Ragas: Budget crisis could cut over 50% of hospital’s funding

Published 7:00 am Friday, April 15, 2016

On Tuesday, state lawmakers got an update from Gov. John Bel Edwards regarding the budget for the next fiscal year.

It was not good news.

Edwards spoke before the House Appropriations Committee, and he repeated the possibility that the Bogalusa hospital could face serious budget cuts.

The state will face a $750 million hole next fiscal year, and Edwards is proposing deep cuts to scholarship and medical funding to make up the difference, unless state lawmakers agree to tax increases in a special session that will likely follow the regular session.

Rene Ragas, the CEO of Our Lady of the Angels Hospital, said if new revenue sources aren’t opened up, cuts to Bogalusa’s hospital could be deep.

“Fifty-seven percent of our overall hospital funding would be cut in a worst-case scenario,” Ragas said. “We hope and don’t think that will ultimately happen, but that is how much of our funding is at stake in this latest round of budgeting.”

Because there has been no official decision yet from Baton Rouge regarding funding, Ragas doesn’t know what if anything will be cut, but any cuts could hurt the community.

“Well, with a loss of that magnitude, care would have to be rationed,” he said. “And many critical services we would not be able to afford to offer.”

Our Lady of the Angels is a rural hospital, and Ragas pointed out that many area residents already have to drive quite a distance to get service there. Many others don’t have transportation at all.

“One in 10 people do not even have transportation to get here and access the critical services that we offer,” he said.

Ragas added that even people who have vehicles may have to drive to St. Tammany Parish to access care. This could potentially affect thousands of residents.

“When you think about what we will do this year, we’re going to admit just over 3,000 inpatients, patients that stay over 24 hours, we’re going to do a touch under 25,000 emergency room visits, we’re going to deliver over 200 babies and in our outpatient clinics, we’re going to see over 1,000 patients,” he said.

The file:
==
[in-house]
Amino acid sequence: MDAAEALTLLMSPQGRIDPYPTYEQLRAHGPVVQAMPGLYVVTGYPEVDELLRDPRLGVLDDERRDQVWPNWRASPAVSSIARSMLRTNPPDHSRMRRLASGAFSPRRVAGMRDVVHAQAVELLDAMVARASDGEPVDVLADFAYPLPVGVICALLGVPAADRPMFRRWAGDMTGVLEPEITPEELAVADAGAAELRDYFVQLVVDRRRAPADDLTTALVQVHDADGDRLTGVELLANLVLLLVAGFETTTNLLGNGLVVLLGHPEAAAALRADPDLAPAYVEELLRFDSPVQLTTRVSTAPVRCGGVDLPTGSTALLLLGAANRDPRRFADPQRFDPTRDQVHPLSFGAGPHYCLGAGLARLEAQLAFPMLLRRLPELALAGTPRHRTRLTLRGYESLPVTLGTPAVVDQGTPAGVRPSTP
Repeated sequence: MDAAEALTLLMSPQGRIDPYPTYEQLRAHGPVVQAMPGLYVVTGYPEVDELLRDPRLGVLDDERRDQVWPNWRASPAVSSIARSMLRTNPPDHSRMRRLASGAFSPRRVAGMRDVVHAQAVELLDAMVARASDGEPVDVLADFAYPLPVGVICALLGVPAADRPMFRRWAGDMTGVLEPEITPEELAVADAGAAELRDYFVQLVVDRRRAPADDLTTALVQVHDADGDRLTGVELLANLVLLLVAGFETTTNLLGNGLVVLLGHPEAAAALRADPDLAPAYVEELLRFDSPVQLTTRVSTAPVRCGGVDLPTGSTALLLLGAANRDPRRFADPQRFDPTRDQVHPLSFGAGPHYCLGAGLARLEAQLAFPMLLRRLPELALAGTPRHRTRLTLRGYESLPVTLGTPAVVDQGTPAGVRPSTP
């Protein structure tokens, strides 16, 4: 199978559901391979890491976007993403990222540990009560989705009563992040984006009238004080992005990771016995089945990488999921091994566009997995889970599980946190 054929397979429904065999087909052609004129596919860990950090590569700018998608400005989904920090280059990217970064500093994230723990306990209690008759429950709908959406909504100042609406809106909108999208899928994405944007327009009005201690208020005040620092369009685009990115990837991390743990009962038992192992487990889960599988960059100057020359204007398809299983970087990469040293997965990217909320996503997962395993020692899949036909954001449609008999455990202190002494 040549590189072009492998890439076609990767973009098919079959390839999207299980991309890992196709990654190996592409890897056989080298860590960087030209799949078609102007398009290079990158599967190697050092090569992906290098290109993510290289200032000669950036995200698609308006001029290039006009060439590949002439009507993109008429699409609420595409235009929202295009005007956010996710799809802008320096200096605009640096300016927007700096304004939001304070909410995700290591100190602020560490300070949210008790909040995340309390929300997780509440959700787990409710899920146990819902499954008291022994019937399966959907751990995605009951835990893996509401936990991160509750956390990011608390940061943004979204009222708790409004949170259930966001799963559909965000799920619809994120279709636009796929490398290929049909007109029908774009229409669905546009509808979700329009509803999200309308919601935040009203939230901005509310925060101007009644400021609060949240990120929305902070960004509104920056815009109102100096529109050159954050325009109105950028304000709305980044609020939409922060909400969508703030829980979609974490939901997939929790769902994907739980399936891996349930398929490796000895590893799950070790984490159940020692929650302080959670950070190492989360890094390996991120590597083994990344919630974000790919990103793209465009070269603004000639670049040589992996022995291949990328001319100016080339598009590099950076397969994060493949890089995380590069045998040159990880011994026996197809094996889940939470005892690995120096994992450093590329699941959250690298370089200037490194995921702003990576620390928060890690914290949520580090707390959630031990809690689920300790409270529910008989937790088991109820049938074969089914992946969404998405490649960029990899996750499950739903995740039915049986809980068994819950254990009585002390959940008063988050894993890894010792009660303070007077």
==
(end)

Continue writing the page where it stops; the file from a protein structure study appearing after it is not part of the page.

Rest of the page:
Ragas said he has spoken with the leaders at Riverside Hospital in Franklinton about sharing services, and he is eager to partner whereever it’s possible.

“What our thought is on healthcare in Washington Parish is that we want to work with the other healthcare providers, including Riverside in Franklinton to care for the people in Washington Parish,” he said. “We should be doing that together as one health care community, and any way we can accomplish that, we want to do that. That’s no secret.”

But Ragas noted that the current budget questions mean future partnerships are on hold until the state’s budget gets hammered out later this year.

“I think that with the unstable funding conversation in the capital, that it hampers us from making a lot of decisions including a potential relationship with Riverside until we have clarity on our funding,” he said.

The current session wraps up in early June, and it is likely a special session will kick off immediately following.

Ragas said he has confidence that the Washington Parish delegation, State Rep. Malinda White and State Sen. Beth Mizell, will work hard to secure funding for Our Lady of the Angels, even if it means supporting tax hikes.

“We are hopeful they are going to call a special session and our delegation will support any new revenue measures to fund the rest of the public-private partners, including Bogalusa,” Ragas said. “That’s important that our delegation knows that in a special session that we support and they support any new revenue measures that are brought forth.”

This week, White met with Edwards to discuss the hospital’s future, and the governor praised White’s willingness to look at all solutions.

“No one is fighting harder for the people of District 75 and the surrounding areas than Rep. Malinda White,” Edwards said. “Unlike some members of the area’s delegation, she has set aside partisan labels to put the needs of her constituents and Louisiana first. She is doing all she can to protect the services for the people she represents and has been a true leader in the legislature on the difficult task of resolving the largest budget shortfall in Louisiana history.”

While said she would continue to fight for full funding.

“I will continue fighting tooth and nail for the people of my district,” White said. “For me, that means finding the right balance of spending cuts and additional revenue to save our hospitals, technical colleges, parks, and prisons. The people of my district cannot afford to lose a hospital, and they are demanding that we work in a bipartisan way to get the job done right. It is a life or death matter, and I will do all I can to save Our Lady of the Angels Hospital.”

Ragas said he encourages members of the community to speak to Mizell, White and the governor about hospital funding.

“I think that it’s important that any members of our community … that they all let their elected officials know that this hospital is important and anything they can do to support funding for our hospital is important,” he said.